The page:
An evening shift at NHC: A Shary situation

By: Dr. Jeff Masters , 2:57 PM GMT on October 28, 2010

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We have a rare late October triple threat in the Atlantic this morning, three "Invests" with a decent chance of developing. The most serious threat is Invest 91L, a tropical wave centered near 7N 49W, about 950 miles east-southeast of the Lesser Antilles Islands. 91L is moving west to west-northwest at 15 - 20 mph, and will spread heavy rains and gusty winds to the northern coast of South America and the southern Lesser Antilles Islands beginning on Friday night. The system is under low wind shear less than 10 knots, but is too close to the Equator to spin up very rapidly. The storm will also have difficultly developing due to land interaction with South America this weekend. However, several models are indicating the possibility that 91L could develop into a tropical depression in the Central Caribbean by the middle of next week. NHC is giving 90L a 20% chance of developing into a tropical cyclone by Saturday.

A low pressure system (Invest 90L) centered near 27N 42W in the middle Atlantic Ocean has developed a broad and elongated circulation. Heavy thunderstorms on its east side are generating tropical storm-force winds. However, the circulation of 90L has become increasingly stretched out this morning, and the storm is not as well organized as it was last night. NHC is giving 90L a 50% chance of developing into a tropical storm by Saturday.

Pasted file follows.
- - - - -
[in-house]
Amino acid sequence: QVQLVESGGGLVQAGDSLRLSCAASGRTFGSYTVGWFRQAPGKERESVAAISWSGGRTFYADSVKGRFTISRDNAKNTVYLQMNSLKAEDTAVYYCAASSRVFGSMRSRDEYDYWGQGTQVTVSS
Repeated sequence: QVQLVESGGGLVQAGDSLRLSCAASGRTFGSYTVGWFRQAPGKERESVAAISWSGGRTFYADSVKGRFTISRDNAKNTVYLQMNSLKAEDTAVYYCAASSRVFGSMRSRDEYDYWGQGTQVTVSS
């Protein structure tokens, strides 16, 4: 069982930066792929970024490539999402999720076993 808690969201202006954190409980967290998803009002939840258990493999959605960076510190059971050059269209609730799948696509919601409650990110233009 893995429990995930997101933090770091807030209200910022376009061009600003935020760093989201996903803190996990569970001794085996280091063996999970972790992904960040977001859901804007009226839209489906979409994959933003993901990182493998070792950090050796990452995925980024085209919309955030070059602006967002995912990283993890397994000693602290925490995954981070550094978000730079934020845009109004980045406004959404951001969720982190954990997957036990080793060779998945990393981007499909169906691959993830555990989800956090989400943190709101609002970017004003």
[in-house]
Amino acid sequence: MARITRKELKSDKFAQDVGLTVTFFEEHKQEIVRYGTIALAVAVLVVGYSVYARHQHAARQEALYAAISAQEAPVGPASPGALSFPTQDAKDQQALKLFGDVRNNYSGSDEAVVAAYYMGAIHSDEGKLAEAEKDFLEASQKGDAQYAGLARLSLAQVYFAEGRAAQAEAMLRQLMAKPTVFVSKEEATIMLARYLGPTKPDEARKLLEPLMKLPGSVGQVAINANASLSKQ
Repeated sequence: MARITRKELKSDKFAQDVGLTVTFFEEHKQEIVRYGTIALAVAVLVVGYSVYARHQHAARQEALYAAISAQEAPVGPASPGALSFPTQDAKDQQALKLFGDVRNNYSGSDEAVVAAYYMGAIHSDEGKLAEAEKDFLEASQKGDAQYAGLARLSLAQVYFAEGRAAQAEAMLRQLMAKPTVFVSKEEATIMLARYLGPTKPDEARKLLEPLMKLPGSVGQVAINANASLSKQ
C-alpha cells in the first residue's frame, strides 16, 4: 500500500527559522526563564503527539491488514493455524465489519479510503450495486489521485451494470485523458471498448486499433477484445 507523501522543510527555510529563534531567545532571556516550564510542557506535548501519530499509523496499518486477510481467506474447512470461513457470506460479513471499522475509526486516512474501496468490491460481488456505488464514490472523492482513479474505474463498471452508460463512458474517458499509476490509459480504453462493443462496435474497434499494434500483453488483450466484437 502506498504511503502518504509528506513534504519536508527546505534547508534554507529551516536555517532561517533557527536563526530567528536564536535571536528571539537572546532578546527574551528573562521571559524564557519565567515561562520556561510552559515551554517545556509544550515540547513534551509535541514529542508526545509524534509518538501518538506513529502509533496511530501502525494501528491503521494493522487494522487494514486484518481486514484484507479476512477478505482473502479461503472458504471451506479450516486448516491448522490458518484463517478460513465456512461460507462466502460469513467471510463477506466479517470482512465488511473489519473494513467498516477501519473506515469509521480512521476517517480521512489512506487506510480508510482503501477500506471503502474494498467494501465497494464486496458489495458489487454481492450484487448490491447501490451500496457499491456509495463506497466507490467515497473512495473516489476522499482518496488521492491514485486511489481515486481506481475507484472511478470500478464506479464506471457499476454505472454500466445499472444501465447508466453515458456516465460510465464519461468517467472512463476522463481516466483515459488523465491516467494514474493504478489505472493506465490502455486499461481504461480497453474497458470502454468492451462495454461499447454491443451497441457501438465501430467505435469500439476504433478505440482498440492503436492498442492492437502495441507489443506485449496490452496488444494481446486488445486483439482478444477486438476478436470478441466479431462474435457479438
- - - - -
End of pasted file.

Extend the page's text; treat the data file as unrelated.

Finally, a low pressure system (Invest 92L) centered 700 miles south-southeast of Bermuda is developing a surface circulation, and appears very close to tropical depression status. NHC is giving 92L a 60% chance of developing into a tropical cyclone by Saturday. The only land area that might be affected by 92L is Bermuda.


Figure 1. A rare late-October triple threat in the Atlantic: three areas of disturbed weather listed by NHC as areas of interest (Invests) worth running forecast models on. Image credit: National Hurricane Center.

A quiet Tuesday evening shift at NHC
Tuesday evening was a quiet shift at the National Hurricane Center, where I've spent the week as a participant in their visiting scientist program. Each week during hurricane season, NHC invites a hurricane researcher or forecaster in academia, government, or private industry to spend a week shadowing the NHC forecasters as they prepare their forecast products. The evening shift is chosen, since it is less of a zoo, and the presence of the visiting scientist will present less of a distraction to the forecasters.